The birds’ bill is strikingly bright orange tending towards redd-ish at the base of the bill. Immediately your eye is drawn to the deep arching curve of black on the lower edge of the black cap. On the Common Eiders the lower border is relatively straight. Adding further to the peculiar look of the head. the overall head/bill profile seems very long-looking and sloping, so the bill has unusual droopy look to it. Just visible caught in Alonza’s photos is the green coloration on the nape, and how it fades into the cheek sides and horizontally under the black cap. In both ssp borealis and ssp mollissima the green nape separates distinctively from the white cheek. According to Alonza he thought he saw the other big feature- a diagnostic black V under the chin. Due to less than ideal weather conditions (snow storm), unsurprisingly this was not confirmed a 100%.
Pacific Eider. v-nigra. Vardø, Varanger, 19th February 2014. Digiscoped photos by Alonza Garbett (Samsung phone and Swarovski ATX95mm spotting scope)

Pacific Eider. v-nigrum. Vardø, Varanger, 19th February 2014. Digiscoped photos by Alonza Garbett (Samsung phone and Swarovski ATX95mm spotting scope)

Legal speed limit ;) ?

Unfortunately for me (Tormod) I spent the day in Vadsø on a business meeting (about bird projects, of course!). I saw the photo posted on twitter by Alonza on our way back to Vardø, and got a phone call from Alonza shortly after. Martin Garner had already, after seeing the tweeted photo, raised the question whether this could possibly be a v-nigrum eider.  This resulted in some less than legal speed driving back to our office in Vardø. The bird however had drifted south accompanied by some 50 of its mollissima Common Eider friends. In scope view from the Biotope office we could find several rafts of King- and Common Eiders. Before the evening darkness made birding impossible we managed no more than registering approx 2500 Common Eiders and 750+ King Eiders in the waters south of Vardø, but did not connect with the possible v-nigrum eider. But we will try again tomorrow!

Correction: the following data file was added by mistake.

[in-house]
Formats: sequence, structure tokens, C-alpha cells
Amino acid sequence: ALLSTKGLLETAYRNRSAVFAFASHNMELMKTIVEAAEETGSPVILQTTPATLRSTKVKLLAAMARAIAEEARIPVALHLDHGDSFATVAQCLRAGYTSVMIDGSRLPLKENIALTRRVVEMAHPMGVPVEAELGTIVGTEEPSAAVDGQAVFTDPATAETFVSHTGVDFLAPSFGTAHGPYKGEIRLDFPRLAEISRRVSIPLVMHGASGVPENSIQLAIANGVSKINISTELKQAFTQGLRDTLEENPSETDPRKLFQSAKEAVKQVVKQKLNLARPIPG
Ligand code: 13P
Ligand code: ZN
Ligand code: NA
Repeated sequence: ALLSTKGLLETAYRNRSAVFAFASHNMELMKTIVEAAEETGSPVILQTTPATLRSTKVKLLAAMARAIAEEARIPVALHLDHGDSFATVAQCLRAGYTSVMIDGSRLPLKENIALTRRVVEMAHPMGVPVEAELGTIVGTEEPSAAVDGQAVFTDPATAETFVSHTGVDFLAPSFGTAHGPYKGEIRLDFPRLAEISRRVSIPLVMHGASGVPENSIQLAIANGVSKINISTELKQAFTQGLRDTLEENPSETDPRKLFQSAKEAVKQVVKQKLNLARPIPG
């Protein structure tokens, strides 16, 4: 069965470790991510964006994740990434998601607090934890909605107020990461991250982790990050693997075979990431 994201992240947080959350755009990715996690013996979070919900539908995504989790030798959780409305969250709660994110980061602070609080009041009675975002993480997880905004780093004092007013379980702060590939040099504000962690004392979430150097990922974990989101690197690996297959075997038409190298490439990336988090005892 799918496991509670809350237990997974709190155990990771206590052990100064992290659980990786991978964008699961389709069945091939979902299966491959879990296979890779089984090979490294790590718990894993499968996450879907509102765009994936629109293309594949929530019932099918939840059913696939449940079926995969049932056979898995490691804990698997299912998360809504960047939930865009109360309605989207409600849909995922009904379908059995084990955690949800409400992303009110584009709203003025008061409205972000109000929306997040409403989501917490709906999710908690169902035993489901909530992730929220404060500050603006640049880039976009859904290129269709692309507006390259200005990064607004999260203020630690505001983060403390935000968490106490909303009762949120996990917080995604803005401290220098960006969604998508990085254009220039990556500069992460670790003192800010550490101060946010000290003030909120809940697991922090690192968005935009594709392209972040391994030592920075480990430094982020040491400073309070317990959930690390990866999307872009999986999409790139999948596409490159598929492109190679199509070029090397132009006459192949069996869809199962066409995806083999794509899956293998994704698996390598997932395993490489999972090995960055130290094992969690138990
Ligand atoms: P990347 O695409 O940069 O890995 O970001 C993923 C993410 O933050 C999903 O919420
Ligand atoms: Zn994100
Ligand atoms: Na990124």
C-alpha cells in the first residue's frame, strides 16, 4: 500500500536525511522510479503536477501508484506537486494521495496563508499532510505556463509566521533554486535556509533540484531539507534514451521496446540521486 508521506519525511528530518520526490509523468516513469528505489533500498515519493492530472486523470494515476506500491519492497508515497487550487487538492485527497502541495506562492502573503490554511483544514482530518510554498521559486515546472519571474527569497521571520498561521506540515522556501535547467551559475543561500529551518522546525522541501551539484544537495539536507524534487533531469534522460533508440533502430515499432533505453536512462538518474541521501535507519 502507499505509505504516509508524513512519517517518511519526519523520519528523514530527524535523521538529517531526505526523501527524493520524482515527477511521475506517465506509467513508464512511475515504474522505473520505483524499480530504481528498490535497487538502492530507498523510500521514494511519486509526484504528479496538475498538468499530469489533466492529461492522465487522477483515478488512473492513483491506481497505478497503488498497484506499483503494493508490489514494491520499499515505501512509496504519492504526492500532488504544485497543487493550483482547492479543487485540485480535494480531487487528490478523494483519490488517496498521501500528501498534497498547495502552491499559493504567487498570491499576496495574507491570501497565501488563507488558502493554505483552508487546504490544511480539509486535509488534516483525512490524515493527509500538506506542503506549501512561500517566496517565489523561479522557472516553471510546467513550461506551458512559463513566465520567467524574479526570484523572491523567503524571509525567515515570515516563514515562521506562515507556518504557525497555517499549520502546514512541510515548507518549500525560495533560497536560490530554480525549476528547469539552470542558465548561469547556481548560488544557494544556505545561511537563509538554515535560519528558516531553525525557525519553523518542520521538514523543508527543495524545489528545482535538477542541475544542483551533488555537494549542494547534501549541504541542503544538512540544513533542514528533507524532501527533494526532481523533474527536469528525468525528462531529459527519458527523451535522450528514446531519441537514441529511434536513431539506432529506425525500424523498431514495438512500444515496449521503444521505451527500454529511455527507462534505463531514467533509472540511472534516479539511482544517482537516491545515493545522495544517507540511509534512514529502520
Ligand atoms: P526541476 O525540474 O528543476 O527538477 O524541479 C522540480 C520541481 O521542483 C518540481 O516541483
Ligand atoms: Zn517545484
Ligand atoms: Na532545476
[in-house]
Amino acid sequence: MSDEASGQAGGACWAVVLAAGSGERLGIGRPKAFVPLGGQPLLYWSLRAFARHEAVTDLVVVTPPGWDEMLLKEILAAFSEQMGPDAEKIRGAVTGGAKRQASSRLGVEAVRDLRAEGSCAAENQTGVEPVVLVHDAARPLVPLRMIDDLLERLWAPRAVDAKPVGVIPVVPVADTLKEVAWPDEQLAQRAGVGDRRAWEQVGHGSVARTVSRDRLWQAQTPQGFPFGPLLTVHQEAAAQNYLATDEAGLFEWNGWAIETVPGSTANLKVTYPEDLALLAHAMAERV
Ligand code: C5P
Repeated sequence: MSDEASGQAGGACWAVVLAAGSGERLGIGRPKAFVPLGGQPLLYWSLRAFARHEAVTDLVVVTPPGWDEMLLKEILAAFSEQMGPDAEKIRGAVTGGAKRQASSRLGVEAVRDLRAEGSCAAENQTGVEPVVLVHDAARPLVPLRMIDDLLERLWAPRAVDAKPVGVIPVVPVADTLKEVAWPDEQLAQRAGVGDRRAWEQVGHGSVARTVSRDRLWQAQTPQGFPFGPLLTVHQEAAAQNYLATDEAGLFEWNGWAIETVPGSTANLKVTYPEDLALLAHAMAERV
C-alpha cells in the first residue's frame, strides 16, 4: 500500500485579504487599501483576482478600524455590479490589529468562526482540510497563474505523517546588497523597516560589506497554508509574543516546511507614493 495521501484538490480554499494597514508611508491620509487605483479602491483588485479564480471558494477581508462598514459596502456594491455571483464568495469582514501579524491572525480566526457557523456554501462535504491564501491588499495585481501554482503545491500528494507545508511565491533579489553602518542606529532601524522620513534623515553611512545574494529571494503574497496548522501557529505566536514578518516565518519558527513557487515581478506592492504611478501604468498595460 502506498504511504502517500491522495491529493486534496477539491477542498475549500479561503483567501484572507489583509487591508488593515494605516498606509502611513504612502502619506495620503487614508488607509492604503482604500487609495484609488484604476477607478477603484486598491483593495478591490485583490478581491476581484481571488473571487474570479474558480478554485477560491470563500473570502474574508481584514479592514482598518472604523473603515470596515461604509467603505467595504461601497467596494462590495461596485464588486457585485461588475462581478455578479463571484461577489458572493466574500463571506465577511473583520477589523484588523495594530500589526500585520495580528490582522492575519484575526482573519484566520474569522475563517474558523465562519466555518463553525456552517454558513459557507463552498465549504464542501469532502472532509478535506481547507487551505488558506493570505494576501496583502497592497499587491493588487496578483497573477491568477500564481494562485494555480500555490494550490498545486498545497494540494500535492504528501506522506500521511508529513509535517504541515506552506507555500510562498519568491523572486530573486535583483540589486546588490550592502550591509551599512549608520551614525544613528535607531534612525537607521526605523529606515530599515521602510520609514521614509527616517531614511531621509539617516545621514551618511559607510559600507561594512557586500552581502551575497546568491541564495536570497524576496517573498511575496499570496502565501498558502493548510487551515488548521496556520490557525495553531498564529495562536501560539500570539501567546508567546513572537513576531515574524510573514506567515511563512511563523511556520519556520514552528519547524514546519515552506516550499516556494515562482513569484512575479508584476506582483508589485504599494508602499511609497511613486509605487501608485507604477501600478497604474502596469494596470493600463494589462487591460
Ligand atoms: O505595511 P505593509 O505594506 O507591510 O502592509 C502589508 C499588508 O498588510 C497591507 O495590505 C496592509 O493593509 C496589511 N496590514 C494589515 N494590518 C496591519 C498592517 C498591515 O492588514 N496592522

Still it is a most amazing and exciting find. One we have dreamed of and talked about. Now living in Arctic Norway, birdifying Varanger- another dream is coming true – well spotted and documented, Alonza!
Small eider raft seen from the Biotope office (iphone photo from yesterday by Tormod Amundsen: our standard garden birds in February, March and April)

Small eider raft seen from the Biotope office (iphone photo from yesterday by Tormod Amundsen: our standard garden birds in February, March and April)

The Biotope office is the white house by the shore, just below the church. Our view of thousands of King and Common Eiders explains why we chose this place!

The Biotope office is the white house by the shore, just below the church. Our view of thousands of King and Common Eiders explains why we chose this place!

Now it seems a uber Western Palearctic first record may have found its way to our door step. Quite literally.

A little closer?